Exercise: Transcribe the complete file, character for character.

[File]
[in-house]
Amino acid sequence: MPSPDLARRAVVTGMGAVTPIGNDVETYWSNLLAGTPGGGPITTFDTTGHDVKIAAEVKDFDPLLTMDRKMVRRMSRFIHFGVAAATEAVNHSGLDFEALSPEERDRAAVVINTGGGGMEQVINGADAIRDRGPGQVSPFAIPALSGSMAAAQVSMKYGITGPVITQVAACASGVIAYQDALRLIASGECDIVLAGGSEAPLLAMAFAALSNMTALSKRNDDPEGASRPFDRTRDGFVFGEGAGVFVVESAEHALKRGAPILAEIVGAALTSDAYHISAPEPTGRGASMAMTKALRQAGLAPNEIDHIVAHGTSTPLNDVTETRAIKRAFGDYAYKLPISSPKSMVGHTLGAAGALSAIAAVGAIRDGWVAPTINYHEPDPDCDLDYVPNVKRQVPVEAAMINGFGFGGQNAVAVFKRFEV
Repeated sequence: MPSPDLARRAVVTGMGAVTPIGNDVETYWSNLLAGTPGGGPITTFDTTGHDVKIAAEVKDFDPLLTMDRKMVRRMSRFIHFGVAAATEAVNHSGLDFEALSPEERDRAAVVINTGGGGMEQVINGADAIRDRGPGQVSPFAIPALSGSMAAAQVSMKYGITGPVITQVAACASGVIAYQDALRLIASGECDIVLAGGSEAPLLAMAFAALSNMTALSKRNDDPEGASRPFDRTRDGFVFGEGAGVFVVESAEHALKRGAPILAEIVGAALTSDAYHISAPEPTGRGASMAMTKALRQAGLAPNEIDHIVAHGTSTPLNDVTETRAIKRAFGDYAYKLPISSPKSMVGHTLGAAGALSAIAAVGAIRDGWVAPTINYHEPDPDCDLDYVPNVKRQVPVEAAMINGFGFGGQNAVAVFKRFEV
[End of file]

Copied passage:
[in-house]
Amino acid sequence: MPSPDLARRAVVTGMGAVTPIGNDVETYWSNLLAGTPGGGPITTFDTTGHDVKIAAEVKDFDPLLTMDRKMVRRMSRFIHFGVAAATEAVNHSGLDFEALSPEERDRAAVVINTGGGGMEQVINGADAIRDRGPGQVSPFAIPALSGSMAAAQVSMKYGITGPVITQVAACASGVIAYQDALRLIASGECDIVLAGGSEAPLLAMAFAALSNMTALSKRNDDPEGASRPFDRTRDGFVFGEGAGVFVVESAEHALKRGAPILAEIVGAALTSDAYHISAPEPTGRGASMAMTKALRQAGLAPNEIDHIVAHGTSTPLNDVTETRAIKRAFGDYAYKLPISSPKSMVGHTLGAAGALSAIAAVGAIRDGWVAPTINYHEPDPDCDLDYVPNVKRQVPVEAAMINGFGFGGQNAVAVFKRFEV
Repeated sequence: MPSPDLARRAVVTGMGAVTPIGNDVETYWSNLLAGTPGGGPITTFDTTGHDVKIAAEVKDFDPLLTMDRKMVRRMSRFIHFGVAAATEAVNHSGLDFEALSPEERDRAAVVINTGGGGMEQVINGADAIRDRGPGQVSPFAIPALSGSMAAAQVSMKYGITGPVITQVAACASGVIAYQDALRLIASGECDIVLAGGSEAPLLAMAFAALSNMTALSKRNDDPEGASRPFDRTRDGFVFGEGAGVFVVESAEHALKRGAPILAEIVGAALTSDAYHISAPEPTGRGASMAMTKALRQAGLAPNEIDHIVAHGTSTPLNDVTETRAIKRAFGDYAYKLPISSPKSMVGHTLGAAGALSAIAAVGAIRDGWVAPTINYHEPDPDCDLDYVPNVKRQVPVEAAMINGFGFGGQNAVAVFKRFEV